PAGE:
[doo-klaw, dyoo-]

A dewclaw is a vestigial digit of the foot of many mammals, birds, and reptiles (including some extinct orders, like certain theropods). It grows higher on the leg so that in digitigrade species, when the animal is standing, it does not make contact with the ground.


Dogs almost always have dewclaws on the inside of the front legs and occasionally on the hind legs. Unlike the front dewclaws, the rear dewclaws tend to have little bone or muscle structure in most breeds. Occasionally some dogs will even have more than one dewclaw on the same foot; often at least one of these dewclaws will be poorly connected to the leg and may require a dewclaw removal. When a dog has extra dewclaws in addition to the usual one on each front leg, the dog is said to "double dewclawed." There is some debate about whether the dewclaw helps dogs to gain traction when they run because, in some dogs, the dewclaw makes contact when they are running and the nail on the dewclaw often wears down in the same way that the toenails on their other toes do, from friction with running surfaces. However, in many dogs, the dewclaws never make contact with the ground; in this case, the dewclaw's nail never wears away, and it must be trimmed to keep it at a safe length.

The dewclaws are not dead appendages. They can be used to lightly grip bones and other items that dogs hold with the paws. However, in some dogs these claws may not appear to be connected to the leg at all except by a flap of skin; in such dogs the claws do not have a use for gripping as the claw can easily fold or turn.

There is also some debate as to whether dewclaws should be surgically removed. The argument for removal states that dewclaws are a weak digit, barely attached to the leg, so that they can rip partway off or easily catch on something and break, which can be extremely painful and prone to infection. Hunting dogs for example, can easily tear the dewclaw when running in overgrown vegetation. There is also a slight risk that the dog may scratch and damage the eyes when rubbing its face with its front paws. In other cases, a dog may begin to compulsively lick or bite the dewclaw until it is inflamed, posing risk for infection. Dewclaw removal is usually done when the dog is a puppy, sometimes as young as 3 days old, though it can also be performed on older dogs if necessary (though the surgery may be more difficult then). The surgery is fairly straight-forward and may even be done with only local anesthetics if the digit is not well connected to the leg. Unfortunately many dogs can't resist licking at their sore paws following the surgery, so owners need to remain vigilant.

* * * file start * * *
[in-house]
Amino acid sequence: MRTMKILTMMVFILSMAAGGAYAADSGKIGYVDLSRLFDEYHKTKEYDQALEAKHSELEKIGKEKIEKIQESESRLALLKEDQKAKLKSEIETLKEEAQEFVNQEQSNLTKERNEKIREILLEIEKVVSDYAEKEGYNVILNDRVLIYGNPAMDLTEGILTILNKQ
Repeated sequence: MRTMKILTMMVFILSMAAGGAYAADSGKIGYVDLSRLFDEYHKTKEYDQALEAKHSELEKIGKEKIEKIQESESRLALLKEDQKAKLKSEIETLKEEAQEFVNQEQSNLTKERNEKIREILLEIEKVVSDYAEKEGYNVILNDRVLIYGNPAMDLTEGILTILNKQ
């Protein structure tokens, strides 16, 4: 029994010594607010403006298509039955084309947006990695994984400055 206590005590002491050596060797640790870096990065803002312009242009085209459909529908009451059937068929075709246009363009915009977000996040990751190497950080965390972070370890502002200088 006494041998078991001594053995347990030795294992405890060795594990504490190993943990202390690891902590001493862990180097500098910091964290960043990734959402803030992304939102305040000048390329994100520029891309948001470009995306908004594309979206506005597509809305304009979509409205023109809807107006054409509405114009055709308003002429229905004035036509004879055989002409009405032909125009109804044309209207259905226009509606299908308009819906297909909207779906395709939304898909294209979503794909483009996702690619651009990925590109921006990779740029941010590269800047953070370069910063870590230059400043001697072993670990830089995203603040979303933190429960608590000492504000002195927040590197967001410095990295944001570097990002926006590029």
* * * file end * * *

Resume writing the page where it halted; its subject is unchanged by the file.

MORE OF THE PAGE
In some countries removing the dewclaws is illegal, as removing it is said to be unnecessarily painful to the dog, in addition to the claim that the dewclaw will rarely or never suffer injury leading to amputation.

In addition, for those dogs whose dewclaws make contact with the ground when they run, it is possible that removing them could be a disadvantage for a dog's speed in running and changing of direction, particularly in performance dog sports such as dog agility.

There also exists in folklore a story that claims that dogs that have not had their dewclaws removed are immune to snakebite. In America, some pups are commonly sold by breeders "dewclawed", that is with the dewclaws removed (as by a vet) for perceived health and safety reasons. A few breed standards also call for it.

Hoofed animals

Hoofed animals walk on the tips of special toes, the hoofs. Cloven-hoofed animals walk on a central pair of hoofs, but many also have an outer pair of dewclaws on each foot. These are a little further up the leg than the main hoofs, and similar in structure to them. In some species (such as cattle) the dewclaws are much smaller than the hoofs and never touch the ground. In others (such as deer or pigs), they are only a little smaller than the hoofs, and may reach the ground in soft conditions or when jumping. Some hoofed animals (such as giraffes and modern horses) have no dew claws.

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